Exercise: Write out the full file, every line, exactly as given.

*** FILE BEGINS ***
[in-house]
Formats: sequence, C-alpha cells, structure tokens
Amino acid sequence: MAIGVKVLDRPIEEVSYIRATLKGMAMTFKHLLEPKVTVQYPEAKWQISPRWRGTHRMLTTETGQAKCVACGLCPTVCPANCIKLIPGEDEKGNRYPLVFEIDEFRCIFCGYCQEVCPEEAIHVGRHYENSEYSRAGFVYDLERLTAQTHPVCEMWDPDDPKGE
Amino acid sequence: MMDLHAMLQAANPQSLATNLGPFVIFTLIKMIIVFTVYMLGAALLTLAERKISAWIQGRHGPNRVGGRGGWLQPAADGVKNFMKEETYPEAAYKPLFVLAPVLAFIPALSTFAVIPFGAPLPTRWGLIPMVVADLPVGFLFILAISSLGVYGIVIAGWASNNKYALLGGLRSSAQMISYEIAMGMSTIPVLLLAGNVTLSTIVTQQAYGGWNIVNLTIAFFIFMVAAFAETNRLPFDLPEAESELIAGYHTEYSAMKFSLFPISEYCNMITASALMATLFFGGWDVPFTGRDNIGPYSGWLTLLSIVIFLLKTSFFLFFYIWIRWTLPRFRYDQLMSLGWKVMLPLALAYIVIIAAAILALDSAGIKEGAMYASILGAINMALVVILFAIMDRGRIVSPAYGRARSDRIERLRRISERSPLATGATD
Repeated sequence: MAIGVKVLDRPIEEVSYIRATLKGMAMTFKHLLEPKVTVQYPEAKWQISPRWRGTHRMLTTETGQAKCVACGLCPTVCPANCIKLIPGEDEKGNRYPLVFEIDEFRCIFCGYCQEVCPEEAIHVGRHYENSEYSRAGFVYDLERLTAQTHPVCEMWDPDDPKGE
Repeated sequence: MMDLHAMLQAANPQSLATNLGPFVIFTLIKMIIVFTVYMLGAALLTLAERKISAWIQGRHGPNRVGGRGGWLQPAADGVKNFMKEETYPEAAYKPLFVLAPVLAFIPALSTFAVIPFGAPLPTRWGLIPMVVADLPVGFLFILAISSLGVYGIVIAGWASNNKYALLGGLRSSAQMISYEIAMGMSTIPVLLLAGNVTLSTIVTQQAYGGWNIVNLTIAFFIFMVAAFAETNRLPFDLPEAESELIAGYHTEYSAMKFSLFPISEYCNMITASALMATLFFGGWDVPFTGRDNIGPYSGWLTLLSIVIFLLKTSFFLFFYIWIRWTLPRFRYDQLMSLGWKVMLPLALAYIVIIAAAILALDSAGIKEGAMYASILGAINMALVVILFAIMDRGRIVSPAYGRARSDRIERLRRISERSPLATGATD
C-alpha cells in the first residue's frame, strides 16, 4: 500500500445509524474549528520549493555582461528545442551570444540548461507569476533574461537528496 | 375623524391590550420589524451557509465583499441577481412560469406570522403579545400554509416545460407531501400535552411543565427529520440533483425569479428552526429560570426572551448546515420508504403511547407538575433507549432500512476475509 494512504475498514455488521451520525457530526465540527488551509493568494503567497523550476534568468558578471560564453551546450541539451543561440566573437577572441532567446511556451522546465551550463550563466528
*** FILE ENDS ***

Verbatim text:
[in-house]
Formats: sequence, C-alpha cells, structure tokens
Amino acid sequence: MAIGVKVLDRPIEEVSYIRATLKGMAMTFKHLLEPKVTVQYPEAKWQISPRWRGTHRMLTTETGQAKCVACGLCPTVCPANCIKLIPGEDEKGNRYPLVFEIDEFRCIFCGYCQEVCPEEAIHVGRHYENSEYSRAGFVYDLERLTAQTHPVCEMWDPDDPKGE
Amino acid sequence: MMDLHAMLQAANPQSLATNLGPFVIFTLIKMIIVFTVYMLGAALLTLAERKISAWIQGRHGPNRVGGRGGWLQPAADGVKNFMKEETYPEAAYKPLFVLAPVLAFIPALSTFAVIPFGAPLPTRWGLIPMVVADLPVGFLFILAISSLGVYGIVIAGWASNNKYALLGGLRSSAQMISYEIAMGMSTIPVLLLAGNVTLSTIVTQQAYGGWNIVNLTIAFFIFMVAAFAETNRLPFDLPEAESELIAGYHTEYSAMKFSLFPISEYCNMITASALMATLFFGGWDVPFTGRDNIGPYSGWLTLLSIVIFLLKTSFFLFFYIWIRWTLPRFRYDQLMSLGWKVMLPLALAYIVIIAAAILALDSAGIKEGAMYASILGAINMALVVILFAIMDRGRIVSPAYGRARSDRIERLRRISERSPLATGATD
Repeated sequence: MAIGVKVLDRPIEEVSYIRATLKGMAMTFKHLLEPKVTVQYPEAKWQISPRWRGTHRMLTTETGQAKCVACGLCPTVCPANCIKLIPGEDEKGNRYPLVFEIDEFRCIFCGYCQEVCPEEAIHVGRHYENSEYSRAGFVYDLERLTAQTHPVCEMWDPDDPKGE
Repeated sequence: MMDLHAMLQAANPQSLATNLGPFVIFTLIKMIIVFTVYMLGAALLTLAERKISAWIQGRHGPNRVGGRGGWLQPAADGVKNFMKEETYPEAAYKPLFVLAPVLAFIPALSTFAVIPFGAPLPTRWGLIPMVVADLPVGFLFILAISSLGVYGIVIAGWASNNKYALLGGLRSSAQMISYEIAMGMSTIPVLLLAGNVTLSTIVTQQAYGGWNIVNLTIAFFIFMVAAFAETNRLPFDLPEAESELIAGYHTEYSAMKFSLFPISEYCNMITASALMATLFFGGWDVPFTGRDNIGPYSGWLTLLSIVIFLLKTSFFLFFYIWIRWTLPRFRYDQLMSLGWKVMLPLALAYIVIIAAAILALDSAGIKEGAMYASILGAINMALVVILFAIMDRGRIVSPAYGRARSDRIERLRRISERSPLATGATD
C-alpha cells in the first residue's frame, strides 16, 4: 500500500445509524474549528520549493555582461528545442551570444540548461507569476533574461537528496 | 375623524391590550420589524451557509465583499441577481412560469406570522403579545400554509416545460407531501400535552411543565427529520440533483425569479428552526429560570426572551448546515420508504403511547407538575433507549432500512476475509 494512504475498514455488521451520525457530526465540527488551509493568494503567497523550476534568468558578471560564453551546450541539451543561440566573437577572441532567446511556451522546465551550463550563466528